No cell is completely unspecialized so that it may be considered a typical cell. However, there are certain subcellular structures common to most  cells. A generalized eukaryotic cell with the common components is described here. A cell has three main components: cell membrane  cytoplasm and nucleus.The  cytoplasm and the nucleus further have several components. All the components of a cell taken together keep it living. No part can survive if separated from the cell.

1); Cell Membrane: 

All eukaryotic cells are surrounded by a thin, elastic, living covering called the cell membrane,or plasma membrane plasmalemma.It keeps the cell contents in place, gives form to the cell, and controls the entry and exit of materials into and out of the cell. It is composed of lipid __ protein complex.It lacks respiratory enzymes unlike the  plasma membrane of prokaryotic cells. 

Certain protists, most fungi and all plant cells have a  thick, rigid, nonliving additional covering outside the cell membrane. It is called the cell wall.It protects and supports the cell. 

2. Cytoplasm. 

The cytoplasm  consists of a semi fluid, homogeneous, translucent, colloidal ground substance, formerly called the cytoplasmic matrix, or cytoplasm,  now termed cytosol.In free cells e.g., protozoans, the hyaloplasm has an outer narrow, relatively firm zone, the ectoplasm, around the central relatively fluid mass, the endoplasm. The cells lying in contact with one another, as in the multicellular animals, lack ectoplasm. The cells lining the tubular organs, such ad the alimentary canal, have ectoplasm on their free side.The cytoplasmic matrix, along with the structures it contains, is often in constant motion,called streaming movement, or cyclosis.The hyaloplasm contains a variety of structures suspended in it. These structures are of two main kinds: organelles, or organoids and inclusions.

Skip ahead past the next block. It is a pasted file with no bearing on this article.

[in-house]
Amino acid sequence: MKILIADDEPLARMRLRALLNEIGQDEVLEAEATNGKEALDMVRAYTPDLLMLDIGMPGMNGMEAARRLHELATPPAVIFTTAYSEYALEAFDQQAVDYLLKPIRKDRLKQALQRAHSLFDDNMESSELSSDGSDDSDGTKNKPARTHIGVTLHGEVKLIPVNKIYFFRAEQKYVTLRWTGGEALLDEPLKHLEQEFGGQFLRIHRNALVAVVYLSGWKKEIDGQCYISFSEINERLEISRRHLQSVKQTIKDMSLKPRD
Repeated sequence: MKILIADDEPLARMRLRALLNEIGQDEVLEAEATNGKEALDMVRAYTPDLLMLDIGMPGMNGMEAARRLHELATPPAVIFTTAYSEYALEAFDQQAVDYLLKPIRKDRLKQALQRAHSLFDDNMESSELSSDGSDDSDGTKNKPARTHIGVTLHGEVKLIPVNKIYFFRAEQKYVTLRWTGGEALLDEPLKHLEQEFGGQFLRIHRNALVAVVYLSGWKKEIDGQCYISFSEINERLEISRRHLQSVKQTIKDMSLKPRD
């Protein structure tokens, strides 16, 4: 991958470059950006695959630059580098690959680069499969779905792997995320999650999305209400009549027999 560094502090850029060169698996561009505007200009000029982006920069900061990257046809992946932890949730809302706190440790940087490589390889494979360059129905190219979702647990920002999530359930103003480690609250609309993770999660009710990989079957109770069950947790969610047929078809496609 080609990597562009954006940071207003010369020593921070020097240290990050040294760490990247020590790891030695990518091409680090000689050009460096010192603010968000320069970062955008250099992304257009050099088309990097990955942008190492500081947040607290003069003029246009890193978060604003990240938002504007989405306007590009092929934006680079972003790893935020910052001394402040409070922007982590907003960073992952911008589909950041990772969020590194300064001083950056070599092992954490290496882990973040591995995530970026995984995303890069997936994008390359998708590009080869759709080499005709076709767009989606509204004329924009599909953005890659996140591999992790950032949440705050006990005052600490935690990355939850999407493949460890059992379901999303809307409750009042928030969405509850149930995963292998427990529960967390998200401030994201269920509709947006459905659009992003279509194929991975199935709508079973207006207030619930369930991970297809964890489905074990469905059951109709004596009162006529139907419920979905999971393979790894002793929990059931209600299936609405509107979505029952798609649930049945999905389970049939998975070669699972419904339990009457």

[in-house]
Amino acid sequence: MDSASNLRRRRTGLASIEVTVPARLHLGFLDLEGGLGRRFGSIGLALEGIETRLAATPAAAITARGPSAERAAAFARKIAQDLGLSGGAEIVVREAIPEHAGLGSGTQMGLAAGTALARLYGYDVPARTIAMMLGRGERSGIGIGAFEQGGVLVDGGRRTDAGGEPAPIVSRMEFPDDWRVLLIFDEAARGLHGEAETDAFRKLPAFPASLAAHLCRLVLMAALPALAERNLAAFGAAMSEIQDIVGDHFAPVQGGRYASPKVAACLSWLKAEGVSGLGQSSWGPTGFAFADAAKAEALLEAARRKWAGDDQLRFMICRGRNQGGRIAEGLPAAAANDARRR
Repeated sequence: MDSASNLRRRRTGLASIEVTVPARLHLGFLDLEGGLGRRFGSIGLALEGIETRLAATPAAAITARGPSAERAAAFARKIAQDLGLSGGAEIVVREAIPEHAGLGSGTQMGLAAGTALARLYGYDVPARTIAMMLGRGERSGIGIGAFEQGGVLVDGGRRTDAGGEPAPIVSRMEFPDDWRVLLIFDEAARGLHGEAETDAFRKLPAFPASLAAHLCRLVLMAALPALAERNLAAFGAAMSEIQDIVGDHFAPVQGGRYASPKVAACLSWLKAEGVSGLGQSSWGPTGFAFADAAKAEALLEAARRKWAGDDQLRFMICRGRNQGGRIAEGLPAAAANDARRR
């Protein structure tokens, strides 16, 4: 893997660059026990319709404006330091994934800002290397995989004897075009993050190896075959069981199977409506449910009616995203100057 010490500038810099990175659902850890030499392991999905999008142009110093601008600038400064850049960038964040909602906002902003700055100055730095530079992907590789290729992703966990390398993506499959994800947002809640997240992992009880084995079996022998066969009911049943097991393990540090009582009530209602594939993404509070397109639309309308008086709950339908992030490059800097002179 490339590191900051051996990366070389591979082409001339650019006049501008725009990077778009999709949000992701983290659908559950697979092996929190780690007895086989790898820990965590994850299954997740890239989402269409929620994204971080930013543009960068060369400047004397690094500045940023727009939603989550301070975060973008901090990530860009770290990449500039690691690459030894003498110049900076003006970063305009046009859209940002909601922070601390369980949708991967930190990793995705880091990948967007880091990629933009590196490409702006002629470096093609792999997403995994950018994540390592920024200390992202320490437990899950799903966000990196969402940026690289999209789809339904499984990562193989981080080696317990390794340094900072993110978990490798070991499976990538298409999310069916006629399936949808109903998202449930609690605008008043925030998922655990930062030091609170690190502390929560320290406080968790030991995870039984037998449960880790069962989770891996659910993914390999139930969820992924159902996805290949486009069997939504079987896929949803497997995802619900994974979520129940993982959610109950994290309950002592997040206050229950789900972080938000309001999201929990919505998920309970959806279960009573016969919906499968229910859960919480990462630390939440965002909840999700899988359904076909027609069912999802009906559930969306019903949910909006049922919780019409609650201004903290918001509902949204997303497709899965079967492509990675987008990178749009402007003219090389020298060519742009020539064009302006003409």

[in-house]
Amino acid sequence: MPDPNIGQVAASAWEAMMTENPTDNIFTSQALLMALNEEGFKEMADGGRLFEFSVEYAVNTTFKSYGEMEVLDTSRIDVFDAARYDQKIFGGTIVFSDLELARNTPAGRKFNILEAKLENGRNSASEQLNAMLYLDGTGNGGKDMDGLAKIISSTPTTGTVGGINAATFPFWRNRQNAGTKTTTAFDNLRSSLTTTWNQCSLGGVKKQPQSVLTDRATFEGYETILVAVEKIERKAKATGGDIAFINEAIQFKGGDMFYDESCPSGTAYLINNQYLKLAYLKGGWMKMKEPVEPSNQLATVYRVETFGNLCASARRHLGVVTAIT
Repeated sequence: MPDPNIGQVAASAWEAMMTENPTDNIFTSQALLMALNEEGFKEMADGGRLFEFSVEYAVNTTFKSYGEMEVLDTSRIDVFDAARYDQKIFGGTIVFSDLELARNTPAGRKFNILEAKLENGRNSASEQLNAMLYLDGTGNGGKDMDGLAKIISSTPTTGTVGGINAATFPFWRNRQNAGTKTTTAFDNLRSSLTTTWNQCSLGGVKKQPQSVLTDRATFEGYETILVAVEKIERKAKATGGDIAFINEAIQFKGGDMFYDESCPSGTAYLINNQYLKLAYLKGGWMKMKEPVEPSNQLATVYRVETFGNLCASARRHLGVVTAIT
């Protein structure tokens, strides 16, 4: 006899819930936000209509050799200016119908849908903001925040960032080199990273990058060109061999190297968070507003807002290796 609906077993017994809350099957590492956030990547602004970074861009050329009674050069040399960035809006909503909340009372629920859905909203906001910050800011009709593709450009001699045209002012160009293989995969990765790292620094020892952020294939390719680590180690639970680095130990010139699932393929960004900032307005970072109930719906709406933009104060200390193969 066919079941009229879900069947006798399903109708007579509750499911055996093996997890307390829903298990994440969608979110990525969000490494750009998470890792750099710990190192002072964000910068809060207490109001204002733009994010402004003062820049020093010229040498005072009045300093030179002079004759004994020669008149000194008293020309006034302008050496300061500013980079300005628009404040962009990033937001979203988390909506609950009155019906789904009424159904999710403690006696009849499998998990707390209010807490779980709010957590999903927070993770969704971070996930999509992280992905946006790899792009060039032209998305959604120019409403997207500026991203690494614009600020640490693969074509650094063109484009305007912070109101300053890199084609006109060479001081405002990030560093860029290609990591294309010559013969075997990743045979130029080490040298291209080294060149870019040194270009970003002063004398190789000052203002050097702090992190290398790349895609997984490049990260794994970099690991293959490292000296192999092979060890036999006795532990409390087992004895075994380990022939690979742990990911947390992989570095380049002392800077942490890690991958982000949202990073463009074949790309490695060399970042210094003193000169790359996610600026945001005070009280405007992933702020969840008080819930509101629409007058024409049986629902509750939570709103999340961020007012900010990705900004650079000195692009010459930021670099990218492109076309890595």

(a) Organelles ¹:The organelles are organized structures in the cytoplasm having specific functions necessary for the metabolism of the cell. They are capable of growth and in some cases  of multiplication also.They are often described as the  living, or protoplasmic, structures. of these are visible through a light microscope. These include  mitochondria, Golgi apparatus,  centrosome, plastids, and Vacuoles. Others are revealed by an electron microscope. These include endoplasmic reticulum,  ribosomes, microfilaments, microtubules, intermediate fibres, and   microbodies. Certain cells bear  cilia or flagella and have basal granules in the cytoplasm at the bases of these organelles. Most of the cell organelles are enclosed by membrane but some are without membrane.